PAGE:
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McGraw-Hill Dictionary of Scientific & Technical Terms, 6E, Copyright © 2003 by The McGraw-Hill Companies, Inc.
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WDM(1) (Wavelength Division Multiplexing) A communications technology that transmits several wavelengths of light (lambdas) simultaneously over a single optical fiber. Using multiple lasers, each signal travels within its unique color band modulated by the data.
WDM has dramatically increased the carrying capacity of the fiber infrastructure of the telephone companies and other carriers. Also known as "dense WDM" (DWDM), vendors have introduced systems that can support hundreds of wavelengths, each carrying 10 Gbps. That means terabits of data per second can travel over one optical strand, thinner than a human hair. Contrast with TDM. See CWDM and fiber optics glossary. See also FDM.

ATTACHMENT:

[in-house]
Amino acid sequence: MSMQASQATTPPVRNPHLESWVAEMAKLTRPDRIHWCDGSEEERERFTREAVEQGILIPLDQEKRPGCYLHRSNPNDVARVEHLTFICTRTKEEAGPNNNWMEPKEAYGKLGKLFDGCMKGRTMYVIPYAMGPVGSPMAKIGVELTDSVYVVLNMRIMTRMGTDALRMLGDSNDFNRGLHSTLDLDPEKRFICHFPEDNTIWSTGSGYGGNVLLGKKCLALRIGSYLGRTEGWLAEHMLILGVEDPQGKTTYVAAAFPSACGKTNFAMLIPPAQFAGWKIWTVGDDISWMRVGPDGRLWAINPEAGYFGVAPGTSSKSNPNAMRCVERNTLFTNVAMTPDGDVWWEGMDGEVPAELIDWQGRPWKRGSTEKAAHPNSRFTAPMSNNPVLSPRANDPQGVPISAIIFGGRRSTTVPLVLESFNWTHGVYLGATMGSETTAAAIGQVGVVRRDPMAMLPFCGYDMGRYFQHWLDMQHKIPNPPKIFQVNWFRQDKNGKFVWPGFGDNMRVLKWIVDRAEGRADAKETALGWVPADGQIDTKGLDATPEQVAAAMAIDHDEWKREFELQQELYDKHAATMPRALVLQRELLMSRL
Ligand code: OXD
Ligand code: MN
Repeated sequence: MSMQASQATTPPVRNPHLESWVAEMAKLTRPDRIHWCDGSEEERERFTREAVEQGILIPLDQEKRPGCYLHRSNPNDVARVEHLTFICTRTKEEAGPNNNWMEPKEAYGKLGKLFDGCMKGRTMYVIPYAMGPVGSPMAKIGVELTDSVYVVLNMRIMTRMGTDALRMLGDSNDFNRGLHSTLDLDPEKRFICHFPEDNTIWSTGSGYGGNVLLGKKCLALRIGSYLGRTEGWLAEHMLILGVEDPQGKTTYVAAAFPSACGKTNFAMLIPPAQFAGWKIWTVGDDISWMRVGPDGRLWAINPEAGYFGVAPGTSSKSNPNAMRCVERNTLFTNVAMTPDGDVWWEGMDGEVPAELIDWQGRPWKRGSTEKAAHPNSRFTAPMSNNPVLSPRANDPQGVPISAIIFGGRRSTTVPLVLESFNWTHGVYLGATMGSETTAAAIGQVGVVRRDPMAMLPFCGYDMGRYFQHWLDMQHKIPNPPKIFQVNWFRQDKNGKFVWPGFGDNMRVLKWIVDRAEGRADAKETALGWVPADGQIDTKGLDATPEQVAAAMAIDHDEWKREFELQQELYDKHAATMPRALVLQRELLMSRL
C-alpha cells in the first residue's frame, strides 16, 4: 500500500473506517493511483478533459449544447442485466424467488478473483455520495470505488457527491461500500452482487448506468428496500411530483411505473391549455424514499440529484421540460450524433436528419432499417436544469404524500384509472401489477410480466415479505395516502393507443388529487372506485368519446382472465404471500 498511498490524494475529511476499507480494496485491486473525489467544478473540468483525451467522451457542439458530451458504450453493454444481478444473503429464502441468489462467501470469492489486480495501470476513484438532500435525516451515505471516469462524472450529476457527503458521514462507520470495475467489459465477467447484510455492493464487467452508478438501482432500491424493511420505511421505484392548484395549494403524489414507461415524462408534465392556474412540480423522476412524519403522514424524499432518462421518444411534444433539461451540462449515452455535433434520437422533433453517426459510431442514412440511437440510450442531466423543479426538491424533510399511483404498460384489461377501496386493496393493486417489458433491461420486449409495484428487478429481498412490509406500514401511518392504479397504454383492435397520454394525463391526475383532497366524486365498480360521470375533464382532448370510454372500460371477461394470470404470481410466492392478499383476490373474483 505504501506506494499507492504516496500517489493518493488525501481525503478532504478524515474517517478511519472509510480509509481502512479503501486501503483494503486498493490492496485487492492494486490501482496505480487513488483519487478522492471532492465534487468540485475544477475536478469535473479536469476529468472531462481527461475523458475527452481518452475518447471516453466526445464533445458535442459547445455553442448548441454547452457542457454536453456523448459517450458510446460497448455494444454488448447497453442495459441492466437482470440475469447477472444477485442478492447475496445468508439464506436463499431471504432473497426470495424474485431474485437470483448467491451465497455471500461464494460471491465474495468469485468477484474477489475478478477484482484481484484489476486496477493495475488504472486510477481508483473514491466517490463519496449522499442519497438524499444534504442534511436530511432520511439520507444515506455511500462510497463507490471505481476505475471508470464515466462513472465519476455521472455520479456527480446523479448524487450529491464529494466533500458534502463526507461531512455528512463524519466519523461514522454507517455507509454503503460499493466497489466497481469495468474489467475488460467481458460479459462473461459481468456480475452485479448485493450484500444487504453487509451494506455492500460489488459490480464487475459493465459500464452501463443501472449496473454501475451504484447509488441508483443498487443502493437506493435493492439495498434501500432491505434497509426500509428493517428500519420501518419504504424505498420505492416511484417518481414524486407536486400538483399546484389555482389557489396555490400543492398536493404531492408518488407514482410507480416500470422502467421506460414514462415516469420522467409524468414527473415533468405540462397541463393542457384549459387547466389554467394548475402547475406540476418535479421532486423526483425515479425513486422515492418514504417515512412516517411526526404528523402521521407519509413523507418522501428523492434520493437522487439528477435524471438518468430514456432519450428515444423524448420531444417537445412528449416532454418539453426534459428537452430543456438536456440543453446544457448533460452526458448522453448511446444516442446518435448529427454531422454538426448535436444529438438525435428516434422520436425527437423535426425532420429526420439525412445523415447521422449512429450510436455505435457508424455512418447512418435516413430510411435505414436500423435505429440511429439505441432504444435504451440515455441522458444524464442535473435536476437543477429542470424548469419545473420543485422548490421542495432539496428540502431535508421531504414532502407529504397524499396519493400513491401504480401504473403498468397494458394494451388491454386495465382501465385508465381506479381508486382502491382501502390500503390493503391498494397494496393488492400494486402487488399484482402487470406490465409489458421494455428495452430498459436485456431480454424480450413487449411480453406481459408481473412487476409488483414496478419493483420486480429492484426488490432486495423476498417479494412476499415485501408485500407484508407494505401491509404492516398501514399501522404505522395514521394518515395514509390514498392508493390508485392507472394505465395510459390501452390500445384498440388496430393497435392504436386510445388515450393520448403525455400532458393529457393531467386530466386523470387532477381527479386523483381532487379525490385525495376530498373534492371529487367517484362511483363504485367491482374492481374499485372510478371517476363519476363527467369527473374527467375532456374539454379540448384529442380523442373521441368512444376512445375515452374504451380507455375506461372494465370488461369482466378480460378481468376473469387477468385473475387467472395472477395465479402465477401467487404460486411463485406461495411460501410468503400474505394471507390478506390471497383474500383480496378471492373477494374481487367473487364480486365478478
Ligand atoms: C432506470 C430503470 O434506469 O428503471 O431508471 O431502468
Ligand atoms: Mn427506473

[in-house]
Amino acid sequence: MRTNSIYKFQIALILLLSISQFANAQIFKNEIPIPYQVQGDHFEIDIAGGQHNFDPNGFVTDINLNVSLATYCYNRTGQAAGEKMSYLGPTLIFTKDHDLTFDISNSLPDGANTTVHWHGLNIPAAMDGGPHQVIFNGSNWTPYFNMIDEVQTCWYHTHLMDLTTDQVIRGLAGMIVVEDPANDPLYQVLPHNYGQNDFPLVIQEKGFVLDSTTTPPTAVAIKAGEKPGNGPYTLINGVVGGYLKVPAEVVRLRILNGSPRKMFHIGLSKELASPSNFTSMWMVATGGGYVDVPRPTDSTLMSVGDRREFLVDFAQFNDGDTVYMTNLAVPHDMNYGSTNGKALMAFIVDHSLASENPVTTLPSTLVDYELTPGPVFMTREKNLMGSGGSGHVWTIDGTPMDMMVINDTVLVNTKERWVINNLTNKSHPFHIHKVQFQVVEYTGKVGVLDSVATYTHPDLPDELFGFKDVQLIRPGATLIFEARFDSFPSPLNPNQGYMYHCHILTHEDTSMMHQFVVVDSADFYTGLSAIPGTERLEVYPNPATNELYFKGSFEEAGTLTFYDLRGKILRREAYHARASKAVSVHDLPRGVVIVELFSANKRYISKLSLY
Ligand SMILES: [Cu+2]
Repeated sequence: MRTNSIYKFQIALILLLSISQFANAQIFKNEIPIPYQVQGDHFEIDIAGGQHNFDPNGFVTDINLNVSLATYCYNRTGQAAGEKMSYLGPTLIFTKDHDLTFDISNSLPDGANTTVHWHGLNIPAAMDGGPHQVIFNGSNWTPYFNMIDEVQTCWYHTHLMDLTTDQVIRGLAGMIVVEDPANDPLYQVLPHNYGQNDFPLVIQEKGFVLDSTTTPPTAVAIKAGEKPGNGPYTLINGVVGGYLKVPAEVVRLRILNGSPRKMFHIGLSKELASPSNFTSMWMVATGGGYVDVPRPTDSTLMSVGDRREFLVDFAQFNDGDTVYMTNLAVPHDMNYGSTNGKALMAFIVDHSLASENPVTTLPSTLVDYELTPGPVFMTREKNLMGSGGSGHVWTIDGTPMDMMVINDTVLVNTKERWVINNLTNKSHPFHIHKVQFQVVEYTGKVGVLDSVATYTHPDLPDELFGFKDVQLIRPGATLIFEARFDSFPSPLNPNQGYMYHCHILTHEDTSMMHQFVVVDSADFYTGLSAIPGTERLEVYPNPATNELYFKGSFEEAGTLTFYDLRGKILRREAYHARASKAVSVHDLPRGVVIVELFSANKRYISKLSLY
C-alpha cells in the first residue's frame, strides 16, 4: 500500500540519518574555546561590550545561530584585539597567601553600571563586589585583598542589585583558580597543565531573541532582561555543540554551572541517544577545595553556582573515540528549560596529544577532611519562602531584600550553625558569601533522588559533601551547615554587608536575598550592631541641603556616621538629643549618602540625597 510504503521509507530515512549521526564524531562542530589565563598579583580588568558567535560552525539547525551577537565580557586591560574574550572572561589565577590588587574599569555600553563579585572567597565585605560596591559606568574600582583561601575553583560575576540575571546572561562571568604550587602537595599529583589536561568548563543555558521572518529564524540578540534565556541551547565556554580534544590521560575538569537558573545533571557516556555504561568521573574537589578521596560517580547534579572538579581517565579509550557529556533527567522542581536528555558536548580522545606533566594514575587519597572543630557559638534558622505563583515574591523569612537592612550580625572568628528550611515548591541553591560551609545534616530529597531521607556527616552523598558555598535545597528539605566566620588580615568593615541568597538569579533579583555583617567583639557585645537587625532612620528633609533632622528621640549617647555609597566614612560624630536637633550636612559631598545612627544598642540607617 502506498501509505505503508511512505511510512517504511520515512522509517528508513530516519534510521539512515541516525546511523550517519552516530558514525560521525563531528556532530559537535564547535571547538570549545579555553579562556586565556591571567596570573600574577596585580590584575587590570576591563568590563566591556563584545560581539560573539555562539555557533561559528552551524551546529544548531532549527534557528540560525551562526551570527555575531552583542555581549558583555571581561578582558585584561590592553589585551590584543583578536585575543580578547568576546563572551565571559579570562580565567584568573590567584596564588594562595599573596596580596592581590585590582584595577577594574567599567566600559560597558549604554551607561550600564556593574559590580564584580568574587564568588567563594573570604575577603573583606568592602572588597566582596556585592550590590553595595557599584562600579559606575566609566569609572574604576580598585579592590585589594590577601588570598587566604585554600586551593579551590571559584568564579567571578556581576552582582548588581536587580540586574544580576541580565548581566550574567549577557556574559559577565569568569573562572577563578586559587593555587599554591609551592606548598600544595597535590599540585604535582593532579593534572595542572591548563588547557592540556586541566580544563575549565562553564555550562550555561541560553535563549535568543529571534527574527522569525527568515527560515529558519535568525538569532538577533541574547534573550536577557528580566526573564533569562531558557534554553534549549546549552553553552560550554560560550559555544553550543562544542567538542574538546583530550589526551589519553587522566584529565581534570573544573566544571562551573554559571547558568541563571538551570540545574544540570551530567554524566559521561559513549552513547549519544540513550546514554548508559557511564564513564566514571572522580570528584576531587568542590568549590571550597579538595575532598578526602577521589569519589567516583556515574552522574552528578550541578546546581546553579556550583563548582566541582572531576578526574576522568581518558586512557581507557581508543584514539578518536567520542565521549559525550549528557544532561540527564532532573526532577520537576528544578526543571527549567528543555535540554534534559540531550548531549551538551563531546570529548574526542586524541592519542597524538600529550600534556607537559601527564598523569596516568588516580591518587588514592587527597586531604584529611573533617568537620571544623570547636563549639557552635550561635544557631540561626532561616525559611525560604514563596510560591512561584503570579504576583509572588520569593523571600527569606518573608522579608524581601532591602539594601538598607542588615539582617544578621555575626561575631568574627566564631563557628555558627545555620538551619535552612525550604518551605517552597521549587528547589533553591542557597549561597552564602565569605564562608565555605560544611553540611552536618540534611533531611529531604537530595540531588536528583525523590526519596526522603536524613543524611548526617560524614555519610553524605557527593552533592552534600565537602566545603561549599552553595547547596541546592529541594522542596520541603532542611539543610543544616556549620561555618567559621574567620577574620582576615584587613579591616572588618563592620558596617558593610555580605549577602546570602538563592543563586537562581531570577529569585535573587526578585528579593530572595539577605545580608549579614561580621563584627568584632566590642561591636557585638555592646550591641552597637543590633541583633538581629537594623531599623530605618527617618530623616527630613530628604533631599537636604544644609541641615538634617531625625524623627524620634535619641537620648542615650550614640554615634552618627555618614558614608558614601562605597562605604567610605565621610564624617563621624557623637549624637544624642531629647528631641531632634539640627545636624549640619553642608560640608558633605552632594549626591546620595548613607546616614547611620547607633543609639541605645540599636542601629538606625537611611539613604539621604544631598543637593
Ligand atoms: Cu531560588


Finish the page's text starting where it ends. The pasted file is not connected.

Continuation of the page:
(2) (Win32 Driver Model) A device driver architecture from Microsoft that consolidates drivers for Windows 95/98 and subsequent versions of Windows. WDM allows a hardware vendor to write one driver for its peripheral device that works with all 32-bit versions of Windows. See driver.
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